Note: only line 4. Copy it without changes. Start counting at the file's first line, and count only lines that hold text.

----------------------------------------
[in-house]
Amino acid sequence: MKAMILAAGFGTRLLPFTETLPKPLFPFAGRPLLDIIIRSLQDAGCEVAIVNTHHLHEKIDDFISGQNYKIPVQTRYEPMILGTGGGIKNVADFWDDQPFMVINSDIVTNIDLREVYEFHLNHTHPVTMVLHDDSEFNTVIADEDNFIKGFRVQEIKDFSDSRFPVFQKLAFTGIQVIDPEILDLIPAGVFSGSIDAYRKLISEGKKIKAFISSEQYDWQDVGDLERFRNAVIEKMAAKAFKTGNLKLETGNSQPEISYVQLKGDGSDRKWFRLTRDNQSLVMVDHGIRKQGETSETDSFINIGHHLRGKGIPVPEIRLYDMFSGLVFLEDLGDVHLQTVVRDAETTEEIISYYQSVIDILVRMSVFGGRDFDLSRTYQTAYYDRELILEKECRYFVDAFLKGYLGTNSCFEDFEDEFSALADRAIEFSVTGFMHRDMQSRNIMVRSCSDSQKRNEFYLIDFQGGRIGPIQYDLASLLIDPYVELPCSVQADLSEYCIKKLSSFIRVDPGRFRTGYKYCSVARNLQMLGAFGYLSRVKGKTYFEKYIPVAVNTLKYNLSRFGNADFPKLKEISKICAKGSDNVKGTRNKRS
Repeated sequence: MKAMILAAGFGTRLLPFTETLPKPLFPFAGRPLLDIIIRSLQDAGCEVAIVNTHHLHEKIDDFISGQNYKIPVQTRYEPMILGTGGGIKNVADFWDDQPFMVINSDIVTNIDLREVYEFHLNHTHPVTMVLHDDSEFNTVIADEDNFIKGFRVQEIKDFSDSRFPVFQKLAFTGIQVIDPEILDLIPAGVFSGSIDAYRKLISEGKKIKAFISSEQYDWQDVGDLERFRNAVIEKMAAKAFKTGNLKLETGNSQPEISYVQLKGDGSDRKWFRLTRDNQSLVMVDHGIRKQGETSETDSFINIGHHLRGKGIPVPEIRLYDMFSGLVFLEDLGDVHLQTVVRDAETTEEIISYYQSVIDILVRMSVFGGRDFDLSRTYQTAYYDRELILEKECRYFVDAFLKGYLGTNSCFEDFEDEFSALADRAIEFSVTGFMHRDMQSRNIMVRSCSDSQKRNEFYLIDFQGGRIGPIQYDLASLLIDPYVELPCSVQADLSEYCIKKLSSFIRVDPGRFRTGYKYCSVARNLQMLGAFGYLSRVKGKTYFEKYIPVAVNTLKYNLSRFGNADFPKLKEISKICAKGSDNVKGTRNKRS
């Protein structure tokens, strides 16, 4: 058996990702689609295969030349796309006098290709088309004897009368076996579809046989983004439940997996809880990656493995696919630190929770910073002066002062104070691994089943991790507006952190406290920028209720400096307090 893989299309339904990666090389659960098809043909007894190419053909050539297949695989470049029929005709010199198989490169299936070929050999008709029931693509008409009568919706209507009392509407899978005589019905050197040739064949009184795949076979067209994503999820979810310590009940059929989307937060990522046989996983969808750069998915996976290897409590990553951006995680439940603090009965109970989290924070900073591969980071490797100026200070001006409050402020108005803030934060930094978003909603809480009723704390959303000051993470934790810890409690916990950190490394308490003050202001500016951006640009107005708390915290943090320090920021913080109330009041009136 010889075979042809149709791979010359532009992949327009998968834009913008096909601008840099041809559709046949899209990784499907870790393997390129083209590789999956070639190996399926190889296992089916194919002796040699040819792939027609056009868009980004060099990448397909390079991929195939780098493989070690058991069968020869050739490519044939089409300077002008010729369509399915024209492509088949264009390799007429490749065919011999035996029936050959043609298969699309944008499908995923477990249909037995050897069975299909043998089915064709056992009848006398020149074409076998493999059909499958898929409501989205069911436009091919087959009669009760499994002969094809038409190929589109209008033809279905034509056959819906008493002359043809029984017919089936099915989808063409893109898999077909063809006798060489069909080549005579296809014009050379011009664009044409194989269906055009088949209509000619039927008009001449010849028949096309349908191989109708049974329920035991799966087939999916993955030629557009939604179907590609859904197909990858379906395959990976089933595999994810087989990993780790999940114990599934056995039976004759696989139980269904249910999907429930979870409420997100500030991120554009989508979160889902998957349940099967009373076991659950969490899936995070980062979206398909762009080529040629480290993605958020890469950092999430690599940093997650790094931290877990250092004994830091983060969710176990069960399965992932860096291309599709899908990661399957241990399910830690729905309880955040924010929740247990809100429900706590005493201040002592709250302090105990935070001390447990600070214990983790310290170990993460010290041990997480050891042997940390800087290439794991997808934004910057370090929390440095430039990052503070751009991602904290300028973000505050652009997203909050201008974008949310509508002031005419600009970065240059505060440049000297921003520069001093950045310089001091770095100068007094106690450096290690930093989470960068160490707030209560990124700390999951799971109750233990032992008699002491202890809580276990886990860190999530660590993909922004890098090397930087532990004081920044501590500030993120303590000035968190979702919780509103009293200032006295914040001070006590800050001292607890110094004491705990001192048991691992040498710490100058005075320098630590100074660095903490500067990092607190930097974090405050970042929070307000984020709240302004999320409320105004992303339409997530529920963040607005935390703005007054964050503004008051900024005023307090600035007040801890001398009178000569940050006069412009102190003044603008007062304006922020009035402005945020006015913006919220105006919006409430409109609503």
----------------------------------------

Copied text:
């Protein structure tokens, strides 16, 4: 058996990702689609295969030349796309006098290709088309004897009368076996579809046989983004439940997996809880990656493995696919630190929770910073002066002062104070691994089943991790507006952190406290920028209720400096307090 893989299309339904990666090389659960098809043909007894190419053909050539297949695989470049029929005709010199198989490169299936070929050999008709029931693509008409009568919706209507009392509407899978005589019905050197040739064949009184795949076979067209994503999820979810310590009940059929989307937060990522046989996983969808750069998915996976290897409590990553951006995680439940603090009965109970989290924070900073591969980071490797100026200070001006409050402020108005803030934060930094978003909603809480009723704390959303000051993470934790810890409690916990950190490394308490003050202001500016951006640009107005708390915290943090320090920021913080109330009041009136 010889075979042809149709791979010359532009992949327009998968834009913008096909601008840099041809559709046949899209990784499907870790393997390129083209590789999956070639190996399926190889296992089916194919002796040699040819792939027609056009868009980004060099990448397909390079991929195939780098493989070690058991069968020869050739490519044939089409300077002008010729369509399915024209492509088949264009390799007429490749065919011999035996029936050959043609298969699309944008499908995923477990249909037995050897069975299909043998089915064709056992009848006398020149074409076998493999059909499958898929409501989205069911436009091919087959009669009760499994002969094809038409190929589109209008033809279905034509056959819906008493002359043809029984017919089936099915989808063409893109898999077909063809006798060489069909080549005579296809014009050379011009664009044409194989269906055009088949209509000619039927008009001449010849028949096309349908191989109708049974329920035991799966087939999916993955030629557009939604179907590609859904197909990858379906395959990976089933595999994810087989990993780790999940114990599934056995039976004759696989139980269904249910999907429930979870409420997100500030991120554009989508979160889902998957349940099967009373076991659950969490899936995070980062979206398909762009080529040629480290993605958020890469950092999430690599940093997650790094931290877990250092004994830091983060969710176990069960399965992932860096291309599709899908990661399957241990399910830690729905309880955040924010929740247990809100429900706590005493201040002592709250302090105990935070001390447990600070214990983790310290170990993460010290041990997480050891042997940390800087290439794991997808934004910057370090929390440095430039990052503070751009991602904290300028973000505050652009997203909050201008974008949310509508002031005419600009970065240059505060440049000297921003520069001093950045310089001091770095100068007094106690450096290690930093989470960068160490707030209560990124700390999951799971109750233990032992008699002491202890809580276990886990860190999530660590993909922004890098090397930087532990004081920044501590500030993120303590000035968190979702919780509103009293200032006295914040001070006590800050001292607890110094004491705990001192048991691992040498710490100058005075320098630590100074660095903490500067990092607190930097974090405050970042929070307000984020709240302004999320409320105004992303339409997530529920963040607005935390703005007054964050503004008051900024005023307090600035007040801890001398009178000569940050006069412009102190003044603008007062304006922020009035402005945020006015913006919220105006919006409430409109609503």